Bile duct carcinomas in the liver
In early stages doctors remove bile duct tumors in the liver by operating, along with parts of the liver. Which part of the liver the surgeon removes depends on the vessels and bile ducts affected. The neighboring lymph nodes are usually taken out, too. Experts do not recommend a liver transplant outside of studies.
A supportive treatment may follow on after the operation. It is intended to lower the risk of the cancer returning. Doctors tend to favor chemotherapy in these cases. Specialists call this treatment phase “adjuvant therapy”.
Patients with tumors that cannot be surgically removed may receive localized treatments to destroy the tumor following consultation with their medical team.
If the disease is already well advanced, the treatment is based on the patient’s general condition. The aim of this palliative therapy is not to cure, but to check the disease and maintain the quality of life:
- When a tumor is well advanced or metastasized, medication is an option. Doctors usually then favor chemotherapy.
- To alleviate discomfort, a patient can also be given in situ therapies that destroy the tumor.
- Depending on the individual situation, targeted therapies are also an option.
- A supportive treatment can alleviate the sufferer’s onerous symptoms.
Liver cell carcinoma or bile duct carcinoma – what happens if the tumor comes back?
If a tumor grows back again following successful treatment, medical practitioners refer to this as a relapse. Another operation may be possible, provided that the tumor is limited to the liver. Otherwise, localized or systemic treatments will be considered.
What should be considered when it comes to operations? What are the procedures for chemotherapy and targeted therapies and what side effects do they have? There is detailed additional information on the website of the Cancer Information Service of the German Cancer Research Center (in German).
After liver cancer therapy: rehabilitation
Medical rehabilitation (rehab) after a cancer therapy is aimed at helping patients deal with the consequences of their illness and treatment as well as possible. A medical rehab program thus focuses on the personal medical history and existing limitations.
A medical rehab program after liver cancer therapy may include:
- psychological support
- nutritional advice
- re-integration into working and social life
The website of the Cancer Information Service of the German Cancer Research Center has the addresses of cancer advisory services and psycho-oncologists who provide outpatient psychotherapy. There is also a list of the main contacts for any questions relating to social law.
What happens after the treatment? Liver cancer aftercare
Aftercare examinations help to quickly identify, and treat, any relapse or complications arising from the treatment.
When a tumor has been completely removed, patients are regularly examined, first at short, then at longer intervals. Aftercare monitoring can stretch over a period of 5 years.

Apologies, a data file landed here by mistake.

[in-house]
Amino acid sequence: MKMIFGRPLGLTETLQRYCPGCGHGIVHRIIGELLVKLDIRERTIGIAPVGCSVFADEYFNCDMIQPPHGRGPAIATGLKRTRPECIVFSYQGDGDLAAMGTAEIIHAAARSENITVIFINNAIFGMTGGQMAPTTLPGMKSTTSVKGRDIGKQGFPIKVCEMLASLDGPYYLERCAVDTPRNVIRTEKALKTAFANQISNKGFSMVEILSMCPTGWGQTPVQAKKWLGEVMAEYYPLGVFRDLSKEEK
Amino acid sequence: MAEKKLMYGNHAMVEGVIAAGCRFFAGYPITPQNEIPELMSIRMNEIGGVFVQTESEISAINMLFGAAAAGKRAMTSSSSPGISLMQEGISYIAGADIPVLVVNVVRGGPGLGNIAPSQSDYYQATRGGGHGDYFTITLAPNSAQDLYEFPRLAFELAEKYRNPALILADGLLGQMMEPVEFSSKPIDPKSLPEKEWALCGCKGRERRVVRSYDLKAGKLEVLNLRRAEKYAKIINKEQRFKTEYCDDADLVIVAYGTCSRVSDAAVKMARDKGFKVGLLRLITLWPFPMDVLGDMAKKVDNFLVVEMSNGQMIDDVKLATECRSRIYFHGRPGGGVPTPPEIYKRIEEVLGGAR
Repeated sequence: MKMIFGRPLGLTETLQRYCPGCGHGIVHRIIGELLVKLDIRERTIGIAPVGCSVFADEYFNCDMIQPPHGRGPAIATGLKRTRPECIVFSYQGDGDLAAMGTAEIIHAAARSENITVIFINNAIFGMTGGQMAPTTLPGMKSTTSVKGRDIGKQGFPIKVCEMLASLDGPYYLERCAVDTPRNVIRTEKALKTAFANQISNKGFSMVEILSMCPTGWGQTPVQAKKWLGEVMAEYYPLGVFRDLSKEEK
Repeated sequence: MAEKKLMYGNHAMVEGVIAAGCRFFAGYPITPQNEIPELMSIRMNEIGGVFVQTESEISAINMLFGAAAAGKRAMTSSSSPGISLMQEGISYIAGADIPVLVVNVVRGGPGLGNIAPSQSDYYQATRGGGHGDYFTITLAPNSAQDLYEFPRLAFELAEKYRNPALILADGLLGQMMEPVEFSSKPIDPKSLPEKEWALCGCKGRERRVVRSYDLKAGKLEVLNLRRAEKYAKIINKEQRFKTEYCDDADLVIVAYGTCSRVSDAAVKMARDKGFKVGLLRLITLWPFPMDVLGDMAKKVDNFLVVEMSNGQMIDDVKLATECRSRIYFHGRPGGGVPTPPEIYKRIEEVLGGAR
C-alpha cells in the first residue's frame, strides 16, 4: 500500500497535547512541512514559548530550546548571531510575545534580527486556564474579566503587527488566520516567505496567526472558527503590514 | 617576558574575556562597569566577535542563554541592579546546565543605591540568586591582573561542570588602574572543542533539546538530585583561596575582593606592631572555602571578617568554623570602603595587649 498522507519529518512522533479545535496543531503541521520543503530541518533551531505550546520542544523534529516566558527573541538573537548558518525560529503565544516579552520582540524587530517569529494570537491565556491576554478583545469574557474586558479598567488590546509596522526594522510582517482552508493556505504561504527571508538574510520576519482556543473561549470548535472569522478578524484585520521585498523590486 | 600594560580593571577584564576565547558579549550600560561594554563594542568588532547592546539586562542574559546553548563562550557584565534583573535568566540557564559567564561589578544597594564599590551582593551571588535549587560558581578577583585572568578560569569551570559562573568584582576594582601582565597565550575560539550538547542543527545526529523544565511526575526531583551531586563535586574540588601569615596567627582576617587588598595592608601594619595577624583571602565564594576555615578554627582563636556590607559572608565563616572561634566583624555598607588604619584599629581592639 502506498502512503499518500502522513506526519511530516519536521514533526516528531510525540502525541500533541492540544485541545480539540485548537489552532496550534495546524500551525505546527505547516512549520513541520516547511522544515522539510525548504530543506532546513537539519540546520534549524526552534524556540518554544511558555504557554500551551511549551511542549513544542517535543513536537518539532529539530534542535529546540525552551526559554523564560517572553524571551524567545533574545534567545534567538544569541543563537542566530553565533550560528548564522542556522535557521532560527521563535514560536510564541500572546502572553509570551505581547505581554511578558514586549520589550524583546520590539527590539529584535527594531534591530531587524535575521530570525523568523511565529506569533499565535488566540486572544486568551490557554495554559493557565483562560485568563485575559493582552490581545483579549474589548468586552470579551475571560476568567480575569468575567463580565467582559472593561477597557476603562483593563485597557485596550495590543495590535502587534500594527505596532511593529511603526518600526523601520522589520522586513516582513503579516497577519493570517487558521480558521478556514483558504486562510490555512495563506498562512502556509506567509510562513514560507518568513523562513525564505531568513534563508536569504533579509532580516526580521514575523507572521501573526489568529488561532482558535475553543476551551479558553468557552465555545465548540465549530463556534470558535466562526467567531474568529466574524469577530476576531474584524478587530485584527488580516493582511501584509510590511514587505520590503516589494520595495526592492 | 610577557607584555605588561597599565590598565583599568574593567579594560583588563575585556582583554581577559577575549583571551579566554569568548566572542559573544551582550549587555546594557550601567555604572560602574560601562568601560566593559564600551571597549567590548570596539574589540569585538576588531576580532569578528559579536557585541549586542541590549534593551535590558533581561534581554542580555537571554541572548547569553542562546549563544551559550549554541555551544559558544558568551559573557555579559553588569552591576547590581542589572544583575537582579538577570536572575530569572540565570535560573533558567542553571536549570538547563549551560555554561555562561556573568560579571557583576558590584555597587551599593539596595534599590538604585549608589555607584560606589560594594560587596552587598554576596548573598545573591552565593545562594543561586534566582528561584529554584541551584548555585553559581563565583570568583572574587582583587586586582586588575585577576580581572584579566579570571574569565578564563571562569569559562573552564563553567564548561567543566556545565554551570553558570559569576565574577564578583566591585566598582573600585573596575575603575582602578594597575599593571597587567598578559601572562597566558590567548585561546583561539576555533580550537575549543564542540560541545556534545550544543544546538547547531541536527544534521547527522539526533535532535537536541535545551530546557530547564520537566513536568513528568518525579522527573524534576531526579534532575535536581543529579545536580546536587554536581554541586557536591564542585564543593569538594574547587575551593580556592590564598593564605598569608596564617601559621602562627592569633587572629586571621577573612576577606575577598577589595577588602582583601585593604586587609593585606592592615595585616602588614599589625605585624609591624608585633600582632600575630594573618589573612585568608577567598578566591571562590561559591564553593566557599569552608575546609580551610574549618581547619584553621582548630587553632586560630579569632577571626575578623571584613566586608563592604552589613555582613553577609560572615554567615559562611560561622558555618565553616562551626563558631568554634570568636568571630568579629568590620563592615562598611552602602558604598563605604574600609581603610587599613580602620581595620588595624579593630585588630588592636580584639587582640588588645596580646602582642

If the cancer is incurable, regular follow-up checks will help to identify and treat any adverse symptoms at an early stage. For example, a doctor can prescribe medication for nausea, vomiting and fatigue.
What are suitable points of contact for information about liver cancer?
Doctors with different specializations work closely together to treat liver cancer. Hospitals that are particularly experienced in treating patients with liver cancer can get certification to prove this. The German Cancer Society (DKG) regularly checks their compliance with certain professional requirements.
You can find the addresses of the certified liver cancer centers on the OncoMAP website.
In relation to the quality of the surgical clinic/department, the German Society for General and Visceral Surgery (Deutsche Gesellschaft für Viszeralchirurgie) maintains a list of certified centers for surgical liver diseases.
Do you have further questions about dealing with the condition in everyday life and additional support options? You can find information about this on the website of the Cancer Information Service of the German Cancer Research Center (in German).
You can also contact the Cancer Information Service directly on freephone 0800 420 30 40 or by e-mail at krebsinformationsdienst@dkfz.
- Deutsche Krebsgesellschaft, Deutsche Krebshilfe, AWMF. Diagnostik und Therapie des hepatozellulären Karzinoms und biliärer Karzinome. S3-Leitlinie. Langversion 2.0. AWMF-Registernummer: 032/053OL. 06.2021.
- Sinn M, Arnold D, Borner M, Caca K et al. Maligne biliäre Tumoren. Karzinome der Gallengänge und Gallenblase. Leitlinie der Deutschen Gesellschaft für Hämatologie und Onkologie e.V. (DGHO). 05.2019. Aufgerufen am 15.06.2020.
- Struecker B, Morguel H, Pascher A. Cholangiokarzinome – aktuelle Therapiestandards. Onkologe 2020. 26: 238–245. doi: 10.1007/s00761-019-00692-7. Aufgerufen am 15.06.2020.
- Zentrum für Krebsregisterdaten (ZfKD) des Robert Koch-Instituts (RKI). Leberkrebs. Aufgerufen am 10.06.2020.
In cooperation with the Cancer Information Service of the German Cancer Research Center (Krebsinformationsdienst des Deutschen Krebsforschungszentrums).As at: